At 400 pages, Marilyn Hilton’s Full Cicada Moon may look intimidating to YA readers, but this coming-of-age story is a novel-in-verse, and the pages fly by. Similar to Thanhha Lai’s Inside Out & Back Again and Jacqueline Woodson’s Brown Girl Dreaming, the protagonist of Full Cicada Moon is a young female contemplating her identity and role in an environment that is less-than-welcoming.
Mimi Yoshiko Oliver is entering the seventh grade in 1969. She has just moved from a progressive town in California to a small town in Vermont because her father has accepted a teaching position at a college.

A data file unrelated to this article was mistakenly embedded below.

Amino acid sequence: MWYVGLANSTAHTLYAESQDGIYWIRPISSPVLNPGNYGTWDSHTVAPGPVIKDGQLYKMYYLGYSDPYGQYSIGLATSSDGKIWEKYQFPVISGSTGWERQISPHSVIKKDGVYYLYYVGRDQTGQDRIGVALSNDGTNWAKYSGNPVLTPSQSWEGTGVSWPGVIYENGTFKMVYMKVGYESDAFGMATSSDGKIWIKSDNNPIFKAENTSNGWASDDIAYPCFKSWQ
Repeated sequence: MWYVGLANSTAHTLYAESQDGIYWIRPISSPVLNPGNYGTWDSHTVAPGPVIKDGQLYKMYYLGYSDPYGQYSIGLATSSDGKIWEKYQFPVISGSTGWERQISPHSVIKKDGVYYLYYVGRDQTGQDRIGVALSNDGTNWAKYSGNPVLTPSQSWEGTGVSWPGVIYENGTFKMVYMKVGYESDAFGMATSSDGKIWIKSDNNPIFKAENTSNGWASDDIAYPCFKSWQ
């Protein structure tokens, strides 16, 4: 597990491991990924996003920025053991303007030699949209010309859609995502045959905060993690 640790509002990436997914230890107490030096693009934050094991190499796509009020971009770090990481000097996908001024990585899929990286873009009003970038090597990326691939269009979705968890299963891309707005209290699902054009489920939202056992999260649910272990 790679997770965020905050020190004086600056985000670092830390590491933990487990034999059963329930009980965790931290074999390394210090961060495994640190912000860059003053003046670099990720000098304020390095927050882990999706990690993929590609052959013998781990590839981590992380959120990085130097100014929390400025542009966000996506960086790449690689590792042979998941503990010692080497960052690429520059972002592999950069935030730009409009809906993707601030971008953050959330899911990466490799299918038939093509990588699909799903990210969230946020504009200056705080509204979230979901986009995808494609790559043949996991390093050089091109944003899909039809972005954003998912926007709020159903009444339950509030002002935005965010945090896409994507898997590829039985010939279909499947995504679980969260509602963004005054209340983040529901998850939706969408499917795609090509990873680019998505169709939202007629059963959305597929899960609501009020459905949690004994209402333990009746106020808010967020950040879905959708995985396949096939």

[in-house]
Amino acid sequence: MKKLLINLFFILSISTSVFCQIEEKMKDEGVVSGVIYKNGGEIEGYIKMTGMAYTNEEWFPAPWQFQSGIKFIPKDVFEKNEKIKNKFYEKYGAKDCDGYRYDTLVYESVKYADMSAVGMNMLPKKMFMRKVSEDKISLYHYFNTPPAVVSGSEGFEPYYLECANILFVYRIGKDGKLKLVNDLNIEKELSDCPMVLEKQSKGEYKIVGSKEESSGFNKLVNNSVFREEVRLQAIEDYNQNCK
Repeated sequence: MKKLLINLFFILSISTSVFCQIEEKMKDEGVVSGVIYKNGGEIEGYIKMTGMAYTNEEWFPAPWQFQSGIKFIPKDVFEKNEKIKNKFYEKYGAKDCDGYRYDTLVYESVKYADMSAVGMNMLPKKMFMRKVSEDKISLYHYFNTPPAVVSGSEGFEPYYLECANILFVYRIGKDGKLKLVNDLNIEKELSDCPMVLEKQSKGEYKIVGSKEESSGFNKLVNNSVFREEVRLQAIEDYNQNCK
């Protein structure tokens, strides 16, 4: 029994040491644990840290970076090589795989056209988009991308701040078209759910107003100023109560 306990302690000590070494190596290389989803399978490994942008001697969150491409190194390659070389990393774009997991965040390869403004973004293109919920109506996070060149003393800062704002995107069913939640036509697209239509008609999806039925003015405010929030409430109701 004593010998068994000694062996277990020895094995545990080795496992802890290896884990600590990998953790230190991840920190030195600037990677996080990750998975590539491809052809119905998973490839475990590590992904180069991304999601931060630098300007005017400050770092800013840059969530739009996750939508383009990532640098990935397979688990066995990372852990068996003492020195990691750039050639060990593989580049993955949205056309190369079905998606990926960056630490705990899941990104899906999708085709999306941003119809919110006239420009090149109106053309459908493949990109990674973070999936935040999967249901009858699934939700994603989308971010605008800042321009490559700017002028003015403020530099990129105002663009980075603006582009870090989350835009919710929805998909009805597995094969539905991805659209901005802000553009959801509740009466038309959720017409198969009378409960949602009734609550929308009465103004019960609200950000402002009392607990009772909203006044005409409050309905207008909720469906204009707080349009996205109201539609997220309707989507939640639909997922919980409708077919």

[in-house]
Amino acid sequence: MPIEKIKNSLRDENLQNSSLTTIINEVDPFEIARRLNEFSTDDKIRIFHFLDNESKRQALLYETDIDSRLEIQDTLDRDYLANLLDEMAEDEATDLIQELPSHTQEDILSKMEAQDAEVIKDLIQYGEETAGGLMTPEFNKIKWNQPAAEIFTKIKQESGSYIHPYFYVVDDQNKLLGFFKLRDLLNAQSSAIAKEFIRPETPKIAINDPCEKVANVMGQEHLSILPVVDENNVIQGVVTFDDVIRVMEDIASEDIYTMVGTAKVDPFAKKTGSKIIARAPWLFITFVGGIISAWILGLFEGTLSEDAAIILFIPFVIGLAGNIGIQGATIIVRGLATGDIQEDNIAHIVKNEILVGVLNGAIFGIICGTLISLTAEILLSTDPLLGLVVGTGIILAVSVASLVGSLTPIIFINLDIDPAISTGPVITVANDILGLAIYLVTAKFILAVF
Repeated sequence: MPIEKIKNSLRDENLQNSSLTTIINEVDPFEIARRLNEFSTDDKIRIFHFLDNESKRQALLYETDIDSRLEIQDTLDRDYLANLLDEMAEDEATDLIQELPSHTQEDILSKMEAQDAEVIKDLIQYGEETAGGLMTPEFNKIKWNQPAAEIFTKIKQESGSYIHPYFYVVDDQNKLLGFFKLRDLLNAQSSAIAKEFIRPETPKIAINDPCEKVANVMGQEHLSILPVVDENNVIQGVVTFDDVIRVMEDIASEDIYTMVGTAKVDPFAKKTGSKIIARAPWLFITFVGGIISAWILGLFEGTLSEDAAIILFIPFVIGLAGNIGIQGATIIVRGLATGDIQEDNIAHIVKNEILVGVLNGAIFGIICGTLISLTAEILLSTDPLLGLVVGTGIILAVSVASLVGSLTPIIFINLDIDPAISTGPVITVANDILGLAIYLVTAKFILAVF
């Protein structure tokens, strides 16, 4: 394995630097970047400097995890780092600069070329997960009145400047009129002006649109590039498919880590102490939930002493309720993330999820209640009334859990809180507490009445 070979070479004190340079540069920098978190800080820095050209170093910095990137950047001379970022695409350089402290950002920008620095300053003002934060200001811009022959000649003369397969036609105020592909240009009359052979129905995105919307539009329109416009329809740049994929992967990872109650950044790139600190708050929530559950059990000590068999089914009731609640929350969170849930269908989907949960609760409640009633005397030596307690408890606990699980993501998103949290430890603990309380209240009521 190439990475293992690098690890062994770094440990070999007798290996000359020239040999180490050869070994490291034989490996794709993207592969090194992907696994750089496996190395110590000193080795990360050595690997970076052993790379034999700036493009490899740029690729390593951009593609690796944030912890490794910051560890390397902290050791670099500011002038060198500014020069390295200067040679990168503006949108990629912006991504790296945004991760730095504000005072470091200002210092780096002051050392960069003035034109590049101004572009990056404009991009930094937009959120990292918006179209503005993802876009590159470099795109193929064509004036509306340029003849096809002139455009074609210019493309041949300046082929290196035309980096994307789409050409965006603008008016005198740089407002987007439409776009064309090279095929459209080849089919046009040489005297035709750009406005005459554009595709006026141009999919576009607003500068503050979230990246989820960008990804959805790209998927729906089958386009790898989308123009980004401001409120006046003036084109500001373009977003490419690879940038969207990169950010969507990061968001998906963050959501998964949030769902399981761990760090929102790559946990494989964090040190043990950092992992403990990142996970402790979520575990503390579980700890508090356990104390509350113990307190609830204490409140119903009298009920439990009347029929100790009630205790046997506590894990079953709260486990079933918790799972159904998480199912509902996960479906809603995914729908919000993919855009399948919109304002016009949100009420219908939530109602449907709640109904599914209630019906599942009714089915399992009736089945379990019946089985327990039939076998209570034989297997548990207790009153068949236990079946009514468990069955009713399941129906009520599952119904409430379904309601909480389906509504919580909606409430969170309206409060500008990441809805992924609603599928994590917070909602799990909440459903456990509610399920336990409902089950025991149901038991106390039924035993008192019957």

Mimi’s mother is Japanese and honors all of the culture’s traditions. The New Year’s festivities feature prominently in the beginning and end of the story. Mimi’s father is African American. He is very proud of his family and works hard to make sure they feel comfortable and secure.
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